Clinical course of hepatitis C virus during the first decade of infection: Cohort study

Helen Harrison*, Mary Ramsay, Nicholas Andrews, Keith P. Eldridge

*Corresponding author for this work

Research output: Contribution to journalArticlepeer-review

80 Citations (Scopus)

Abstract

Objective. To determine the clinical course of hepatitis C virus in the first decade of infection in a group of patients who acquired their infections on a known date. Design. Cohort study. Setting. Clinical centres throughout the United Kingdom. Participants. 924 transfusion recipients infected with the hepatitis C virus (HCV) traced during the HCV lookback programme and 475 transfusion recipients who tested negative for antibodies to HCV (controls). Main outcome measures. Clinical evidence of liver disease and survival after 10 years of infection. Results. All cause mortality was not significantly different between patients and controls (Cox's hazards ratio 1.41, 95% confidence interval 0.95 to 2.08). Patients were more likely to be certified with a death related to liver disease than were controls (12.84, 1.73 to 95.44), but although the risk of death directly from liver disease was higher in patients than controls this difference was not significant (5.78, 0.72 to 46.70). Forty per cent of the patients who died directly from liver disease were known to have consumed excess alcohol. Clinical follow up of 826 patients showed that liver function was abnormal in 307 (37.2%), and 115 (13.9%) reported physical signs or symptoms of liver disease. Factors associated with developing liver disease were testing positive for HCV ribonucleic acid (odds ratio 6.44, 2.67 to 15.48), having acquired infection when older (at age ≥ 40 years; 1.80, 1.14 to 2.85), and years since transfusion (odds ratio 1.096 per year, 1.00 to 1.20). For patients with severe disease, sex was also significant (odds ratio for women 0.38, 0.17 to 0.88). Of the 362 patients who had undergone liver biopsy, 328 (91%) had abnormal histological results and 35 (10%) of these were cirrhotic. Conclusions. Hepatitis C virus infection did not have a great impact on all cause mortality in the first decade of infection. Infected patients were at increased risk of dying directly from liver disease, particularly if they consumed excess alcohol, but this difference was not statistically significant.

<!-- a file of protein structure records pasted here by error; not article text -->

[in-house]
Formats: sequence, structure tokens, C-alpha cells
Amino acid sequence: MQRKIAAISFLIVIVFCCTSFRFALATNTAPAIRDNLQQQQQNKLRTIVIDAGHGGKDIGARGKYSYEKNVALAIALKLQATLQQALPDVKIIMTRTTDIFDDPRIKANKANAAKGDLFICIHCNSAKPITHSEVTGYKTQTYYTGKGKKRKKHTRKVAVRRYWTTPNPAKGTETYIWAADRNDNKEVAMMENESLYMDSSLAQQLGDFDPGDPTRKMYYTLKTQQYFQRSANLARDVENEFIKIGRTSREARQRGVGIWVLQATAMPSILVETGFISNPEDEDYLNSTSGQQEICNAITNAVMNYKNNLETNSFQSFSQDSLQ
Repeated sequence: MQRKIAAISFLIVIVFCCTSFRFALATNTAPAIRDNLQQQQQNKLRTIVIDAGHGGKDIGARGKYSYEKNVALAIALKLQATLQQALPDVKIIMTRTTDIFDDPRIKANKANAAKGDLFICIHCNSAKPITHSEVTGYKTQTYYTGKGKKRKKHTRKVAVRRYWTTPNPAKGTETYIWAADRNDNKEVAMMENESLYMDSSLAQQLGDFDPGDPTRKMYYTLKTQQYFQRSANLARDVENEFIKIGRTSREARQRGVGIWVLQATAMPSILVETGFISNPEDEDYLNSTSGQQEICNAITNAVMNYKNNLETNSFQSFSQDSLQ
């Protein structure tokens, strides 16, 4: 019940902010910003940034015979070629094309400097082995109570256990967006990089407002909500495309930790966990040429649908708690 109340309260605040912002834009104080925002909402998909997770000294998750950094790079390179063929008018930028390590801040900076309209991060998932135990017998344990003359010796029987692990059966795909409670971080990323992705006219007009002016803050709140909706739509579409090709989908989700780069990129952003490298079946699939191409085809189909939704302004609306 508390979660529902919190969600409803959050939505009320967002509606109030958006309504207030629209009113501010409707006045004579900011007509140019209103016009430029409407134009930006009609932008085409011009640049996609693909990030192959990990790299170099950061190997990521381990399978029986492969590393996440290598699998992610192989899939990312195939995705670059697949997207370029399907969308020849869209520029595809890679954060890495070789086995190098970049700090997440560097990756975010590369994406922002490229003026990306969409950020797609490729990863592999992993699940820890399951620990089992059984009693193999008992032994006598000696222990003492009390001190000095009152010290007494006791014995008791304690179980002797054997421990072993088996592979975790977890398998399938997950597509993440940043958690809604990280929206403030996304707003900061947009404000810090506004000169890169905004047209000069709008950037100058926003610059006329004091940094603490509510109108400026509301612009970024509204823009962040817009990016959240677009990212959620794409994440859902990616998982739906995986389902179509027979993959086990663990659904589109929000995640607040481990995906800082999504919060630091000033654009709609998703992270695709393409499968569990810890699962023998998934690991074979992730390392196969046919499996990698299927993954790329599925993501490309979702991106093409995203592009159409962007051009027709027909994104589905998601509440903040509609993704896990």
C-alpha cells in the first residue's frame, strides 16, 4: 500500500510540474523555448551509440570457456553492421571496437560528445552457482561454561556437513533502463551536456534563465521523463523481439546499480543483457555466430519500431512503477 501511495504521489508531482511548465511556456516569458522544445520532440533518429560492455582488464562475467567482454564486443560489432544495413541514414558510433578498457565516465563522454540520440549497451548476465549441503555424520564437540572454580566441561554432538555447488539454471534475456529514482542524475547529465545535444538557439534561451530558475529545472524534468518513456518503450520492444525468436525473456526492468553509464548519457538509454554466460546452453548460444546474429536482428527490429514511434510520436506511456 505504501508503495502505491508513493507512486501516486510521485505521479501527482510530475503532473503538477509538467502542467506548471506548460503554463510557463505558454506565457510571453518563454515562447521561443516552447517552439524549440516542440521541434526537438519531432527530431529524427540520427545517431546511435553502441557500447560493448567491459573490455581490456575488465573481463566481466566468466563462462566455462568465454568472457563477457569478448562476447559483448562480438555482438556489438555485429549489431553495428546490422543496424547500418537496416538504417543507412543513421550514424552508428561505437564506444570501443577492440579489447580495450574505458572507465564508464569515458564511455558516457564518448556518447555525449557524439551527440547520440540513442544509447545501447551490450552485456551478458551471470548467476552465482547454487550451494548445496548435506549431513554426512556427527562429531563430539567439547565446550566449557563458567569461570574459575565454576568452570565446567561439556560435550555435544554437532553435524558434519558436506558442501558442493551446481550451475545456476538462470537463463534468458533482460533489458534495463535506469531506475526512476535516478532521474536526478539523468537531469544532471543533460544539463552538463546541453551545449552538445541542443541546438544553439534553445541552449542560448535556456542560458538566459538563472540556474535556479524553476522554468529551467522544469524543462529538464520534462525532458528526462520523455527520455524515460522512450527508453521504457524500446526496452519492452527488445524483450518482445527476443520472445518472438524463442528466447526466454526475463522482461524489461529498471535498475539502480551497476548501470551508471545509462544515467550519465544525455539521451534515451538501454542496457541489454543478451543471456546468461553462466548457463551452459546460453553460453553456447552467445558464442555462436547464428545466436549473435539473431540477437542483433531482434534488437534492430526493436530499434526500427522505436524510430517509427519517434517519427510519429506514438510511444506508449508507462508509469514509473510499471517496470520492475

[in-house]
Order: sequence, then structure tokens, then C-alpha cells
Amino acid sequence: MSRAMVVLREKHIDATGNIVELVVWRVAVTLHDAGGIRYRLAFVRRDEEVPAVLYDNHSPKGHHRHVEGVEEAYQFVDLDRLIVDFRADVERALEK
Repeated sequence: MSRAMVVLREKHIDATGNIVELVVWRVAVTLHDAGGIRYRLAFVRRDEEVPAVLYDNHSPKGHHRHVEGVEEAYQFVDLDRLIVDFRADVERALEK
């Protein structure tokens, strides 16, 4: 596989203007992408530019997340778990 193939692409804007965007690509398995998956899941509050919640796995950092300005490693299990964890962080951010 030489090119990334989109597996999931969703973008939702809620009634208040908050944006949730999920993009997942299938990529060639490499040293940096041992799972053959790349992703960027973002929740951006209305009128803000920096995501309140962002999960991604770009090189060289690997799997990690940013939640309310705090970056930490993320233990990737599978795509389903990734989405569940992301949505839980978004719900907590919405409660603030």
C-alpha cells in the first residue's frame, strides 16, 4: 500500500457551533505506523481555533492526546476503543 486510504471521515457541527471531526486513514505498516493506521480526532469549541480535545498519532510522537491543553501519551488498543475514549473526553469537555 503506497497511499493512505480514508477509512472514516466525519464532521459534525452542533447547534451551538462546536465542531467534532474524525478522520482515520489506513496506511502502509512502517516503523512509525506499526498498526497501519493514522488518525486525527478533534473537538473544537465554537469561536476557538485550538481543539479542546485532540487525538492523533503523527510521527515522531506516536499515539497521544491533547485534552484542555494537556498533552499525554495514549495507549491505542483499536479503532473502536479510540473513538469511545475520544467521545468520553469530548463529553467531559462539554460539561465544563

Original languageEnglish
Pages (from-to)450-453
Number of pages4
JournalBritish Medical Journal
Volume324
Issue number7335
Publication statusPublished - 23 Feb 2002

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